Analysis and Prediction of Minimum Flow Rate for the Continuous Removal of Liquids from Gas Wells
- R.G. Turner (Baker Oil Tools, Inc.) | M.G. Hubbard (U. of Houston) | A.E. Dukler (U. of Houston)
- Document ID
- Society of Petroleum Engineers
- Journal of Petroleum Technology
- Publication Date
- November 1969
- Document Type
- Journal Paper
- 1,475 - 1,482
- 1969. Society of Petroleum Engineers
- 5.6.8 Well Performance Monitoring, Inflow Performance
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From an analysis of two models— in one, the movement observed is of a liquid film on the wall of a tubular conduit where the liquid is moved upward by interfacial shear, and in the other it is of the entrained liquid drops in a vertically upward flowing gas stream—it is evident that the minimum condition required to unload a gas well is that which will move the largest liquid drops that can exist in a gas stream.
Gas phase hydrocarbons produced from underground reservoirs will, in many instances, have liquid phase material associated with them, the presence of which can affect the flowing characteristics of the well. Liquids can come from condensation of hydrocarbon gas (condensate) or from interstitial water in the reservoir matrix. In either case, the higher density liquid phase, being essentially discontinuous, must be transported to the surface by the gas. In the event the gas phase does not provide sufficient transport energy to lift the liquids out of the well, the liquids will accumulate in the wellbore. The accumulation of the liquid will impose an additional back pressure on the formation that can significantly affect the production capacity of the well. In low pressure wells the liquid may completely kill the well; and in the higher pressure wells there can occur a variable degree of slugging or churning of the liquids, which can affect calculations used in routine well tests. Specifically, the calculated bottom-hole pressures used in multirate backpressure tests will be erroneous if the well is not removing liquids on a continuous basis, and gas: liquid ratios observed during such a test may not be correct.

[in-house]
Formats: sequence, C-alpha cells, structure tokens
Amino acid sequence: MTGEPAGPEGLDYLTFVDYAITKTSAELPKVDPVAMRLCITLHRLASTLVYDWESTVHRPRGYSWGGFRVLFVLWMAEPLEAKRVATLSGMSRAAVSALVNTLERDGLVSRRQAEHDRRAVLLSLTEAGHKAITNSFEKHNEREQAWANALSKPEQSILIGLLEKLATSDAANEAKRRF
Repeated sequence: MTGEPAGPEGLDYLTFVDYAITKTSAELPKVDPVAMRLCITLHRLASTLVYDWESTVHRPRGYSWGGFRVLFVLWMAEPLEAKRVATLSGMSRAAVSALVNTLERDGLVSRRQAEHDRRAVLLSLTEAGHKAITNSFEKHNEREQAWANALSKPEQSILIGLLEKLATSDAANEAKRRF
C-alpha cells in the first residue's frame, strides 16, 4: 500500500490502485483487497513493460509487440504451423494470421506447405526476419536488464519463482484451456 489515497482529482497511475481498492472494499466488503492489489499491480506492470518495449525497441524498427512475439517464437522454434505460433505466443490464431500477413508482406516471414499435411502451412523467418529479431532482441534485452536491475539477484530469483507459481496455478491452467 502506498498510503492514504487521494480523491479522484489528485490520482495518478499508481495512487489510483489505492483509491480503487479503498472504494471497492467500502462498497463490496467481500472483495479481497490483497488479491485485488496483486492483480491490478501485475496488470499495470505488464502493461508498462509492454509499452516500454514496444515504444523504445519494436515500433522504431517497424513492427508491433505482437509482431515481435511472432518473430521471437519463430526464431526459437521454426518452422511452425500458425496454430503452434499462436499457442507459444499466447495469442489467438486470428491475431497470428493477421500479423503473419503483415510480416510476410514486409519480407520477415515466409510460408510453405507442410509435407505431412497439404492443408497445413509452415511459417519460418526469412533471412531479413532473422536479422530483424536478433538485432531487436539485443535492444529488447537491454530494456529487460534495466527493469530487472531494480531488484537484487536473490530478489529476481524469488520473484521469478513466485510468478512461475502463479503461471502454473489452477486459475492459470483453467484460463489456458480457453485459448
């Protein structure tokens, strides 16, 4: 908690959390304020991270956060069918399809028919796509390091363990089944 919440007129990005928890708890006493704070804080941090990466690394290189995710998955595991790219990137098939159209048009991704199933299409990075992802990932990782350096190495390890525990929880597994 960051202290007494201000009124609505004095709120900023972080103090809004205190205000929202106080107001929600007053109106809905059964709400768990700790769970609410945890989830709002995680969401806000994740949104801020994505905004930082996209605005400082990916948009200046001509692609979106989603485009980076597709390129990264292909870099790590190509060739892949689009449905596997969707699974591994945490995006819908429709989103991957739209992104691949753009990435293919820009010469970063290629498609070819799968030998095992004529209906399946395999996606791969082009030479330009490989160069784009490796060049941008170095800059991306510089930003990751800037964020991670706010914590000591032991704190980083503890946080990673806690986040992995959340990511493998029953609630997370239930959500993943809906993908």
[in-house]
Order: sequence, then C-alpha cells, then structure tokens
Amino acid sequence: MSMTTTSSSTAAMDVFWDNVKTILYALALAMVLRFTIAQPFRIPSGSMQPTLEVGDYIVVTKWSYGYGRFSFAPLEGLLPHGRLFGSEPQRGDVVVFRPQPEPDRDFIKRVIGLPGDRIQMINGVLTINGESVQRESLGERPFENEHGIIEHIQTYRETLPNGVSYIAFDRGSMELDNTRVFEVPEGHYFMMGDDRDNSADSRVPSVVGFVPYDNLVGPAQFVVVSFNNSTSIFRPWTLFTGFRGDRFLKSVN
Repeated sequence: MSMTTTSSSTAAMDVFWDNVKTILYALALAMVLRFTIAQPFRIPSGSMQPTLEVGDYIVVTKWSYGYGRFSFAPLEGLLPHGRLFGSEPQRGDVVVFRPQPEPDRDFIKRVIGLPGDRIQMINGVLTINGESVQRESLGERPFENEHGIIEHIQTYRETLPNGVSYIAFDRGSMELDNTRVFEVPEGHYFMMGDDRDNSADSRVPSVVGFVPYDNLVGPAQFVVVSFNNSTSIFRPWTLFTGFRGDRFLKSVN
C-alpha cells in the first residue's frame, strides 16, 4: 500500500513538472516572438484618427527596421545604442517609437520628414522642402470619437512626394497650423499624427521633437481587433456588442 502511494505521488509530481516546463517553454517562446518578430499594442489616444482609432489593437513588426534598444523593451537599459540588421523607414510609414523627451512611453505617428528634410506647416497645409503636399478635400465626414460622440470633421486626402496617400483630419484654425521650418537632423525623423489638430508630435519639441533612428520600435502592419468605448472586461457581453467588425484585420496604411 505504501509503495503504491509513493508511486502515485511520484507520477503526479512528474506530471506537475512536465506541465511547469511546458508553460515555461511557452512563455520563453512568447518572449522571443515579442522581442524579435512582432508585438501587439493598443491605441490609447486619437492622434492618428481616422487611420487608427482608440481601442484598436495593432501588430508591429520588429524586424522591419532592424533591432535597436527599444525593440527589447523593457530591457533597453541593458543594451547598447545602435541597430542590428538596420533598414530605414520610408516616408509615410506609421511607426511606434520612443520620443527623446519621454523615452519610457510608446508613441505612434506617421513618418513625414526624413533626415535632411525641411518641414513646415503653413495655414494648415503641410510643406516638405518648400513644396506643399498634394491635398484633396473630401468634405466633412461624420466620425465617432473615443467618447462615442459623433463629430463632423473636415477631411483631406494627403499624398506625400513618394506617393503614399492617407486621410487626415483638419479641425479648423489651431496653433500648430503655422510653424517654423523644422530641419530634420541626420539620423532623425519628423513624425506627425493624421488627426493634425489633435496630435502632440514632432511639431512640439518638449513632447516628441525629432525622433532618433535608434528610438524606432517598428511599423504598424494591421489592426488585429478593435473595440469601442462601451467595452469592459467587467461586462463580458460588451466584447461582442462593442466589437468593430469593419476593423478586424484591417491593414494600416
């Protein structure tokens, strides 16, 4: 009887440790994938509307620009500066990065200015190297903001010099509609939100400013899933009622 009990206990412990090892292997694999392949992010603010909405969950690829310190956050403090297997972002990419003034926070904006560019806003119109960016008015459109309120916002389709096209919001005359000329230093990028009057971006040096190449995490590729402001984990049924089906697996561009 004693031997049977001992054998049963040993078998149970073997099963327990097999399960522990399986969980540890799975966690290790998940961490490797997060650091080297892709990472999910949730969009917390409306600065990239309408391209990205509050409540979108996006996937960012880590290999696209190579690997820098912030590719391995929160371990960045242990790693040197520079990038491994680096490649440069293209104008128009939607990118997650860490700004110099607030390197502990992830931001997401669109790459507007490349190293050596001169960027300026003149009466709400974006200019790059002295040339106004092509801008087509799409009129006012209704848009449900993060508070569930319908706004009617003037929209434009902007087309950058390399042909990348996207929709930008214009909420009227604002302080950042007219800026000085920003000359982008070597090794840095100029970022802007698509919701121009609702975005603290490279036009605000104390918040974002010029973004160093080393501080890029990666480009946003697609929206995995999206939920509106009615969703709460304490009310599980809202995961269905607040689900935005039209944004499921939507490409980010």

Several authors1,3,8,14 have suggested methods to determine if the flow rate of a well is sufficient to remove liquid phase material. Vitter14 and Duggan 1 proposed that wellhead velocities observed in the field would be adequate for keeping wells unloaded. Jones8 and Dukler3 presented analytical treatments resulting in equations for calculating, from physical properties, the minimum necessary flow rate. An analysis of these studies indicates the existence of two proposed physical models for the removal of gas well liquids: (1) liquid film movement along the walls of the pipe and (2) liquid droplets entrained in the high velocity gas core. Although there probably is a continuous exchange of liquid between the gas core and the film, they will be treated separately for the purposes of this study. The development and comparison of these separate models with experimental data will permit the determination of which, if either, is the controlling mechanism for the removal of liquids from gas wells.
The Continuous Film Model
Liquid phase accumulation on the walls of a conduit during two-phase gas/liquid flow is inevitable due to the impingement of entrained liquid drops and the condensation of vapor. The movement of the liquid on the wall is therefore of interest in the analysis of liquid removal from gas wells. If the annular liquid film must be moved upward along the walls in order to keep a gas well from loading up, then the minimum gas flow rate necessary to accomplish this is of primary interest. The analysis technique used follows Dukler2 and Hewitt5 and involves describing the profile of the velocity of a liquid film moving upward on the inside of a tube. The minimum rate of gas flow required to move the film upward is then calculated.
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